NOTE: On the recommendation of Mayor Mike Seymour, the City Council authorized City Manager Scott Myers to meet with officials of Aavid Thermalloy, LLC to discuss changing the name of Primrose Drive South, where the company's headquarters are located. Recently the firm, which was begun in Laconia in 1964, announced that it was returning its corporate headquarters to the city from Concord. Seymour said that Primrose Drive South is often confused with Primrose Drive North on the opposite side of Lexington Drive and in recognition of the firm's presence in the city it could be renamed "Aavid Drive." . . . . . . The City Council unanimously agreed to a new two-year contract with LRGHealthcare to provide ambulance services to the city. City manager Sacott Myers said that the agreement mirrors that which expired in June. LRGHealthcare will pay the salary of the deputy chief for medical services, Shawn Riley, as well as of the four senior paramedics. The contract does not provide for the purchase of an ambulance, but can be renewed and amended to include a new ambulance if necessary.

Last Updated on Sunday, 17 November 2013 07:01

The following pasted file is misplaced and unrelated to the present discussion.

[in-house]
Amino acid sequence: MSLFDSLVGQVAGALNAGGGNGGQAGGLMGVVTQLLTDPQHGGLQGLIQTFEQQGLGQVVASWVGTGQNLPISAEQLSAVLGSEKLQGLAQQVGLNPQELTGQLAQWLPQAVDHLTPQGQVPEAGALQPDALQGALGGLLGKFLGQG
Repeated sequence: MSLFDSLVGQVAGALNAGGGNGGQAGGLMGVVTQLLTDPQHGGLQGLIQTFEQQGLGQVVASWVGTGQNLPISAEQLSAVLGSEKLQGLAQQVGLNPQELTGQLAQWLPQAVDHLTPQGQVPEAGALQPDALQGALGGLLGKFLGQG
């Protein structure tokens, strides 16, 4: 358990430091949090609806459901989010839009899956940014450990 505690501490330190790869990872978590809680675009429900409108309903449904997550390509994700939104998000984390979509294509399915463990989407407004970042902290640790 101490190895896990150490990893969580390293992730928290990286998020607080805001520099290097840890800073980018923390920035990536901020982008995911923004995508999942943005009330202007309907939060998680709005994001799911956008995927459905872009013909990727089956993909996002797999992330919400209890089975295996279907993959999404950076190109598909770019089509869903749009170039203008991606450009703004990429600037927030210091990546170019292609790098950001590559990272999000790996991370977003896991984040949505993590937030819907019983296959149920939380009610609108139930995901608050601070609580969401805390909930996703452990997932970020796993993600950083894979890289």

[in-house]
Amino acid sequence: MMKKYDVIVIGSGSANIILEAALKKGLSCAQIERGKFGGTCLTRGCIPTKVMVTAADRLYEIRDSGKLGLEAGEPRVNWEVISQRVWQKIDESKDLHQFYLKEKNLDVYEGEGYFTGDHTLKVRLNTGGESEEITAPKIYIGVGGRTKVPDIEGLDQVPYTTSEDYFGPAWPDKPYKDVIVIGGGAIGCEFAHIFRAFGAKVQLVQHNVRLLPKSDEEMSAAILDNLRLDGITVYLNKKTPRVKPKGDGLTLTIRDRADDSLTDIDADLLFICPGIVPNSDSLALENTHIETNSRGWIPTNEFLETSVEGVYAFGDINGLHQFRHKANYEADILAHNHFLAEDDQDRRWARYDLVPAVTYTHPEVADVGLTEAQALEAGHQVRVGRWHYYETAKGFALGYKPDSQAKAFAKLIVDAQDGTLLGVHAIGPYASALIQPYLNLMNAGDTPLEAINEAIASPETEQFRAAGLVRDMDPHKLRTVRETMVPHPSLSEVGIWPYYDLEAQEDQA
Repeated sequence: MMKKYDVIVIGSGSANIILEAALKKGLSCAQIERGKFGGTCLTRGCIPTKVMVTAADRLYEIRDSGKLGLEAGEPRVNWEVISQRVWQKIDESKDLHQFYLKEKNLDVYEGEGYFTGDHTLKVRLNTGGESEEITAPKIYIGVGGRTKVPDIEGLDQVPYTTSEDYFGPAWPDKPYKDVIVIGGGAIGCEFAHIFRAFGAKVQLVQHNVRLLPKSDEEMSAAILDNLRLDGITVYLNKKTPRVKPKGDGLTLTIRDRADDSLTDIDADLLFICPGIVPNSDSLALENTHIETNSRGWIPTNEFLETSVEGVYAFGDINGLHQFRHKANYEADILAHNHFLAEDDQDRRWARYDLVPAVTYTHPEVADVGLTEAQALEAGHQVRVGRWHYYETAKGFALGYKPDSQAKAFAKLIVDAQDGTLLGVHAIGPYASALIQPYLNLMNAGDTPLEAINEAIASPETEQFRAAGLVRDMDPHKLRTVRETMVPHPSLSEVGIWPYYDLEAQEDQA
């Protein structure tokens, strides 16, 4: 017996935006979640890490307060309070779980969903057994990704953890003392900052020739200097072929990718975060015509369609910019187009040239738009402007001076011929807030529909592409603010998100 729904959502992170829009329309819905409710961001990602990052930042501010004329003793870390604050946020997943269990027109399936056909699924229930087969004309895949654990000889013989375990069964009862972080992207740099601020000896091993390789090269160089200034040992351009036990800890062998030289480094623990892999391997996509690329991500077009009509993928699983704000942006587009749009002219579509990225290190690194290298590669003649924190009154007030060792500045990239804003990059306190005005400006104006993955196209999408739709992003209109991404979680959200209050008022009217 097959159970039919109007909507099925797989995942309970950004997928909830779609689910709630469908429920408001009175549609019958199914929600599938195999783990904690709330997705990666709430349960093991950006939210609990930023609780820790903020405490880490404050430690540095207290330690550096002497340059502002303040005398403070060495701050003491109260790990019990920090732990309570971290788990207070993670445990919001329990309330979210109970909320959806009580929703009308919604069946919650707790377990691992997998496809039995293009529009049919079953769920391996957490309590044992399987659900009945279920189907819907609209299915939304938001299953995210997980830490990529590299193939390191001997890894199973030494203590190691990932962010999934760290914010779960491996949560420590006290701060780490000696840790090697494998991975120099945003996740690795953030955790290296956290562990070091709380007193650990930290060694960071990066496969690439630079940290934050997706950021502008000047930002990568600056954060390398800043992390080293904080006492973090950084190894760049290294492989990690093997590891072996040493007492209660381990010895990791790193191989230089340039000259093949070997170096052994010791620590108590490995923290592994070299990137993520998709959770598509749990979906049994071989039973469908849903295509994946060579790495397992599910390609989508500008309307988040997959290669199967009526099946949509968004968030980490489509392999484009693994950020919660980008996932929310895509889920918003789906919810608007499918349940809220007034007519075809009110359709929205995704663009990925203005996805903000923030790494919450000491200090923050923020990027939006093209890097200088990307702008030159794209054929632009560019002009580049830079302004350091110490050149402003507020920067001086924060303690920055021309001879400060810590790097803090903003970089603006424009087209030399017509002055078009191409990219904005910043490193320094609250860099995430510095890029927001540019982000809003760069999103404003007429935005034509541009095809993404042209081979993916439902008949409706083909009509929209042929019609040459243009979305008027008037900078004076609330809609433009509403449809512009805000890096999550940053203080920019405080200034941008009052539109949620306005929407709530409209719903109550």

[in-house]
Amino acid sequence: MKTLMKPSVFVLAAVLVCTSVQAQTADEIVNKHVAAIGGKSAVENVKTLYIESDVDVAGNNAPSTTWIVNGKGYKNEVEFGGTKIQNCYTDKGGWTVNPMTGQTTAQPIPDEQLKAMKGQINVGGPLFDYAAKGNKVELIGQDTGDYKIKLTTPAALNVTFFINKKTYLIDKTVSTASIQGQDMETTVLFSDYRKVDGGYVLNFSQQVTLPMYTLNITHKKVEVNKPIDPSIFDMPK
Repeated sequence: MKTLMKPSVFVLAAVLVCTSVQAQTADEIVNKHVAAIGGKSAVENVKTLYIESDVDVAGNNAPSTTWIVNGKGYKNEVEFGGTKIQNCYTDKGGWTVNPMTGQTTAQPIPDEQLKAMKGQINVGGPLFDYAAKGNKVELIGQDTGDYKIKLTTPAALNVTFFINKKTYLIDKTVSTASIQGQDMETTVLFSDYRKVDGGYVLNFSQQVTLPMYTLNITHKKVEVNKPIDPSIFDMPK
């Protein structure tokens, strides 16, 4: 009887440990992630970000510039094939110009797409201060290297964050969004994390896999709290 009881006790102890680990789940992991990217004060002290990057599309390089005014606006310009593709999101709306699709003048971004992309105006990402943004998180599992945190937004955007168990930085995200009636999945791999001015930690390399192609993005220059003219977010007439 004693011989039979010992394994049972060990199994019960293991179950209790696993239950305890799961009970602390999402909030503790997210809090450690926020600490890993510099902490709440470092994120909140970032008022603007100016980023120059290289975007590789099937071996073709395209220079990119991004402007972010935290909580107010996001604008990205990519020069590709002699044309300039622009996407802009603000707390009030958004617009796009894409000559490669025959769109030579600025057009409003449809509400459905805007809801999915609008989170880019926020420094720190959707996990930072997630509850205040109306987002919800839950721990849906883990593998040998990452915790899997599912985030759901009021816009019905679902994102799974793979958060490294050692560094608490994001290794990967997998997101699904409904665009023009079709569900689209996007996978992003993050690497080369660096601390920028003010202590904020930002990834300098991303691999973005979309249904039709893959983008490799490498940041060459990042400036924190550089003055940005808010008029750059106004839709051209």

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Grand Jury indicts Center Harbor physician on prescription abuse charges

LACONIA — A Center Harbor physician who surrendered his medical license in July has been indicted by a Belknap County grand jury on two counts of writing a fraudulent prescription and for one count of identify fraud.

Belknap County Attorney Melissa Guldbrandsen said yesterday that Dr. Hasan A. Duymazler, 46, whose last known address was 24 Dew Point Lane also faced three additional criminal charges in Carroll County.

Duymazler is accused of writing a prescription for "Matthew Stewart" for oxycodone between January 21 and May 13 and filling it himself at the pharmacy at Hannaford's Supermarket in Gilford. He is also accused of doing the same thing between October 8, 2012 and December 30, 2012.

He also allegedly posed as another person for the purpose of filling one of the prescriptions on June 7, 2013.

Guldbrandsen said the indictments were the result of a N.H. State Police narcotics investigation.

Duymazlar was first criminally charged for obtaining a prescription by fraud on July 17 and trying to fill it in North Conway. On July 18 and after an emergency meeting of the N.H. Board of Medicine, Duymazlar surrendered his license to practice medicine.

At the time of his suspension Duymazlar had a practice in Wolfeboro.

According to a media release issued by the board of medicine on July 19, two separate pharmacists in two separate pharmacies in North Conway became suspicious when he tried to fill a prescription for oxycodone (a narcotic pain killer) at one and later tried to fill it at another.

When he was asked for identification by the first pharmacist, he couldn't produce any and pharmacist refused to fill the prescription. At some point in June the two pharmacists compared notes, recognized Duymazlar from his photograph on a N.H. hospital's Website, and contacted the state.

Last Updated on Tuesday, 27 August 2013 02:38